Hawona Sullivan Janzen is a St. Paul based curator and multidisciplinary artist who believes that art is the only thing that can save us from ourselves. She is the curator for the University of Minnesota’s Robert J. Jones Urban Research & Outreach-Engagement Center (UROC) Gallery, co-founder of Witness Writing, a free North Minneapolis based creative writing program, and the chair of Literary Witnesses, a 20 year old poetry reading series of Plymouth Congregational Church. Her writing has been featured on National Public Radio, in publications by Sister Black Press, Coffee House Press and developed into a jazz opera at the former Soap Factory Gallery in Minneapolis. She recently completed work on “The Rondo Family Reunion: a Public Art Lawn Sign project featuring photographs and poetry illuminating the people of Saint Paul’s Rondo Community for the 2019 Northern Spark and is currently a McKnight Foundation Naked Stages fellow whose play, “Hydro’s Phobia” premiered at Pillsbury House Theatre in January, 2020.
Artist Council Manager – Valerie Oliveiro is a queer transdisciplinary artist and activist in the performance field based in the Twin Cities and born in Singapore. While she currently engages movement has her primary motor for expression, she also presents drawing, writing, photography, video, environmental design and mixed media installation as simultaneously complicit, complexly relational proposals. Her work has been presented at Walker Art Center, Red Eye Theater, Hair+Nails Gallery and Bryant Lake Bowl. Currently, she is one of 7 Co-Artistic Directors at Red Eye Theater and co-runs a small performance incubator MOVO SPACE. She is also proud to be involved in the work of the MN Artist Coalition.
Courtney Cochran is a Native American (Ojibwe) artist, filmmaker and community organizer based in Minneapolis, Minnesota. She earned her Bachelor of Fine Arts from the Minneapolis College of Art and Design (2019), where she majored in filmmaking with a Teaching Artist minor. As an artist she derives her inspiration from her Ojibwe heritage, contemporary Native American experience, and healing and social justice causes. Courtney’s approach to documentary filmmaking comes from a decolonized lens where she abandons individualized directorial power and the camera as an authoring mechanism. She is passionate about collective power and knowledge and making this medium accessible especially for the future storytellers.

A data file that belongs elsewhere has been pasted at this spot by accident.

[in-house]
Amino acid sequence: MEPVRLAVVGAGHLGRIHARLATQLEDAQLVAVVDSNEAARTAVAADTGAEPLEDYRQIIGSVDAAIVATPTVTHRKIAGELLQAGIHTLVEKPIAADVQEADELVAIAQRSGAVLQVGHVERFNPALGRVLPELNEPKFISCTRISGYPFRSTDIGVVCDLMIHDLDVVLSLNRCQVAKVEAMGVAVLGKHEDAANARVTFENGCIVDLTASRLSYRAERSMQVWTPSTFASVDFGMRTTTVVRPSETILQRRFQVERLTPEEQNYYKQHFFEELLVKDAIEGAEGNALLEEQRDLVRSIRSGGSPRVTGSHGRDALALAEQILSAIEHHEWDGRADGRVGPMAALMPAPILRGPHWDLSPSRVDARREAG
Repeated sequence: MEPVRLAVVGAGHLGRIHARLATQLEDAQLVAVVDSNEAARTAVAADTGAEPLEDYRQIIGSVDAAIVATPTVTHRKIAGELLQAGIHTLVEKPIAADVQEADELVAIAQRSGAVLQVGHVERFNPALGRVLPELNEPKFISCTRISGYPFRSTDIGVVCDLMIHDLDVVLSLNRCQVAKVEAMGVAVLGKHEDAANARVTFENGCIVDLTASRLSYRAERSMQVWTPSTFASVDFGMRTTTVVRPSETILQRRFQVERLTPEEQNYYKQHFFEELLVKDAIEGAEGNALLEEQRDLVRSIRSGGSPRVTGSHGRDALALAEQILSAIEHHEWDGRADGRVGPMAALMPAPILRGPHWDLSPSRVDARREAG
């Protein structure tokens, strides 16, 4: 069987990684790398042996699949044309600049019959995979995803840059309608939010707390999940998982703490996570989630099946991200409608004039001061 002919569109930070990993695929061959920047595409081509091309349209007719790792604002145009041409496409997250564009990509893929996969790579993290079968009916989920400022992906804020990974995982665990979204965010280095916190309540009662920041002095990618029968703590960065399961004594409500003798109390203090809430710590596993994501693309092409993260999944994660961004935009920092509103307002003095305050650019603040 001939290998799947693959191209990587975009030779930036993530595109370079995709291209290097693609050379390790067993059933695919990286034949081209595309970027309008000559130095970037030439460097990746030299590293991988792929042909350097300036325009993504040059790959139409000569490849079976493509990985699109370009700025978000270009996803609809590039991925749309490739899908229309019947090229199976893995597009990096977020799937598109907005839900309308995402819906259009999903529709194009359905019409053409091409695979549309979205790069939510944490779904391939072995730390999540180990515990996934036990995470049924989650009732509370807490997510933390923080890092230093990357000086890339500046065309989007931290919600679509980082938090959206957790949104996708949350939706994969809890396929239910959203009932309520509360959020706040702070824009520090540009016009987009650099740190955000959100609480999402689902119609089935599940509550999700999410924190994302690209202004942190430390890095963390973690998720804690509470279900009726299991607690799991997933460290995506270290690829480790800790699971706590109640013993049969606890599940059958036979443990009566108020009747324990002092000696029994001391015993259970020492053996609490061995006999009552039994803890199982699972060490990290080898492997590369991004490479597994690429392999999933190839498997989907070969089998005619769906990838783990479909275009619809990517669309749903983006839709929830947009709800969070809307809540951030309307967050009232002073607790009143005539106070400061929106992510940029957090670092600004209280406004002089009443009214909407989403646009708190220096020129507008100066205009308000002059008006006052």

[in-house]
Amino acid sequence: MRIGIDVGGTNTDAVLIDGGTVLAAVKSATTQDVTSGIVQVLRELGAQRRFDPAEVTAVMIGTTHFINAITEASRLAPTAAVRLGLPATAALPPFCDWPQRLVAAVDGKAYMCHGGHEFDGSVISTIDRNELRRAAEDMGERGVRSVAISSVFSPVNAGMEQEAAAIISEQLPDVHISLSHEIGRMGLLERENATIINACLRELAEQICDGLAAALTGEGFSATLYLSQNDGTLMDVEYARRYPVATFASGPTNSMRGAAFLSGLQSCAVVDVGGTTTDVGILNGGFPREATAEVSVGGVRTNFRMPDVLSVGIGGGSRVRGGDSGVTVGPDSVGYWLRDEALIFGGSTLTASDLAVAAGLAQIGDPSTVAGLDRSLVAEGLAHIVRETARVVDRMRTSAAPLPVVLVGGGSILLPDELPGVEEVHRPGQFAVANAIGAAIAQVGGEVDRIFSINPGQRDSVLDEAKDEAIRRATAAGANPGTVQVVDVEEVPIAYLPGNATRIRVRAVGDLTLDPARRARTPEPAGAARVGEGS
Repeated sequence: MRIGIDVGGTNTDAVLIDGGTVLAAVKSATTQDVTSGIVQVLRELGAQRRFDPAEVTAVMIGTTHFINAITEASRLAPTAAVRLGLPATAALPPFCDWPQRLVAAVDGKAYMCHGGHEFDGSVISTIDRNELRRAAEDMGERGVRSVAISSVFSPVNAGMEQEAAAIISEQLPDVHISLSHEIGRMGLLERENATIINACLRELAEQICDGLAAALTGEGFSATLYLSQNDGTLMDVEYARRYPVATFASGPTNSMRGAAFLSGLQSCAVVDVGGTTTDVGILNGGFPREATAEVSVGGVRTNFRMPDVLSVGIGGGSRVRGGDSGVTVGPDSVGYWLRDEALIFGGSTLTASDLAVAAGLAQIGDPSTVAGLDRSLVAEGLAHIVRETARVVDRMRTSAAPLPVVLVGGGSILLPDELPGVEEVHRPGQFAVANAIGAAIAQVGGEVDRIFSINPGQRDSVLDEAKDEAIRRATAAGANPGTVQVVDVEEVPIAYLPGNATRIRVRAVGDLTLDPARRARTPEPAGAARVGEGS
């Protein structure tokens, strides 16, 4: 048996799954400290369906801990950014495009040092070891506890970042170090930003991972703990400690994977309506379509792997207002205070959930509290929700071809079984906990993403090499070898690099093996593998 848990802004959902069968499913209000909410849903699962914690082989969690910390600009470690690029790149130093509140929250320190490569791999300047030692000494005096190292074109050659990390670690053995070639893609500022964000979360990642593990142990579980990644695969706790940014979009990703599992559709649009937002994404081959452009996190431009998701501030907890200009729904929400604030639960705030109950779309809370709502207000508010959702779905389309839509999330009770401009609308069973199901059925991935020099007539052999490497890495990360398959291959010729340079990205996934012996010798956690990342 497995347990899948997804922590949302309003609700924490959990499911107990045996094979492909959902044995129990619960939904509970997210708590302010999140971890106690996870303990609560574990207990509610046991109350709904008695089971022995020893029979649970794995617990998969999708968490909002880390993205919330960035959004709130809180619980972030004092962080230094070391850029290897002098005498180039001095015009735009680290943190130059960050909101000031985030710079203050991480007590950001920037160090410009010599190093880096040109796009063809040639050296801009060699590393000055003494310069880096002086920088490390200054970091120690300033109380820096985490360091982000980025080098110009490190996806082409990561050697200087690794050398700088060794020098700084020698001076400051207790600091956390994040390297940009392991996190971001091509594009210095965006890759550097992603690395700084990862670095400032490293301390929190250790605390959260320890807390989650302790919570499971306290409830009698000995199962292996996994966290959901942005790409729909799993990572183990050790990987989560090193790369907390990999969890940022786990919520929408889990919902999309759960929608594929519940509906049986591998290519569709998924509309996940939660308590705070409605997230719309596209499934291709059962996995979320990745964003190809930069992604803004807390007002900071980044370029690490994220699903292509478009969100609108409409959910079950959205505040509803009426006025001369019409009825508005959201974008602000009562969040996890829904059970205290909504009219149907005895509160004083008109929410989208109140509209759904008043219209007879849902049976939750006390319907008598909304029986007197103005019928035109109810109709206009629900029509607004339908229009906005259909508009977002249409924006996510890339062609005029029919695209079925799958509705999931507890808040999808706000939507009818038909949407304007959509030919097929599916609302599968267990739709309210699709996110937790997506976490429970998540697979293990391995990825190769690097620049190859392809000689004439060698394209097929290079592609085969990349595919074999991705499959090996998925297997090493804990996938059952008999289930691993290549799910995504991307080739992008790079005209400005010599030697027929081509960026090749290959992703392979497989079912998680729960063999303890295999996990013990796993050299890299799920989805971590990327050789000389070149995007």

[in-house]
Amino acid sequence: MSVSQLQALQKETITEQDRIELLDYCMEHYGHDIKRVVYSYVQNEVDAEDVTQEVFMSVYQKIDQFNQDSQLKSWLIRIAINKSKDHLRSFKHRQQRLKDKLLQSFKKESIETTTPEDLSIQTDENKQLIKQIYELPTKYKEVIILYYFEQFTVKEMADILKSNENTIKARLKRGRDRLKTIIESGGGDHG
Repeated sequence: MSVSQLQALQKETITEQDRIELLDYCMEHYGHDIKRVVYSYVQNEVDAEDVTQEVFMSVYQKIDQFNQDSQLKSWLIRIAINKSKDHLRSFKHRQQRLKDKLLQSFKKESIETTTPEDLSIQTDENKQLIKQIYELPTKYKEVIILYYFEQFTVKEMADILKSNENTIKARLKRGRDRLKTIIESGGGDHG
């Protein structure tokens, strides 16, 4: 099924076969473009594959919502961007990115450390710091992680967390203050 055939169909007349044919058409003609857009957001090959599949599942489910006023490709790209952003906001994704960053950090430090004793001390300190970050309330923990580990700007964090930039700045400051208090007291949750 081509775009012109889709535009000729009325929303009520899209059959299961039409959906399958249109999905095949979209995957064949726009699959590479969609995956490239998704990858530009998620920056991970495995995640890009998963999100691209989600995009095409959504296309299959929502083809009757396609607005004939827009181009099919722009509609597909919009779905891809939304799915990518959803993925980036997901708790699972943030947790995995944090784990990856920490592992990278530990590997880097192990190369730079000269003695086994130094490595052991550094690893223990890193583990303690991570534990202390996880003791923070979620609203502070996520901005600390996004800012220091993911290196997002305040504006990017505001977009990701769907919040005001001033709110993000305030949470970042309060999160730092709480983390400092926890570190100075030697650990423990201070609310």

Outside of her film practice, she incorporates multimedia elements in her work such as beadwork, porcupine quills, paint, textiles, analog film, and photographs. Courtney has taught Native American beading, intro to filmmaking, and screen printing workshops at community events and organizations within the twin cities and including workshops at the Minneapolis Museum of American Art and the Minneapolis Institute of Art. Her work has been featured on MN Original, Powwows.com, Restoring the Circle Magazine, and Talktainment Radio. Connect with Courtney via inquiries@courtneyacochran and Instagram @courtney.a.cochran.
Image description: Artist Council left to right, top to bottom in the image: Ricardo Beaird, Heather C. Lou, Damuen Strange, May Lee-Yang, Hawona Sullivan Janzen, Valerie Oliveiro, and Courtney Cochran.
The first Program Council came into existence in 2016 to plan for the 2017 Northern Spark festival on the Green Line. The second Program Council (2018-2019) wove together the festival theme and refined, promoted and juried the open call for artists for Northern Spark 2019. The 3rd Council, subsequently renamed the Artist Council, met in 2019 and 2020 to draft a strategic framework for Northern Spark during the festival’s hiatus year in 2020. That document, Relationships & Reciprocity: A Guide to Making Northern Spark, is available here.
Read more about each Council year here.
The 2022 Artist Council is made possible by a grant from the St. Paul and Minnesota Foundation.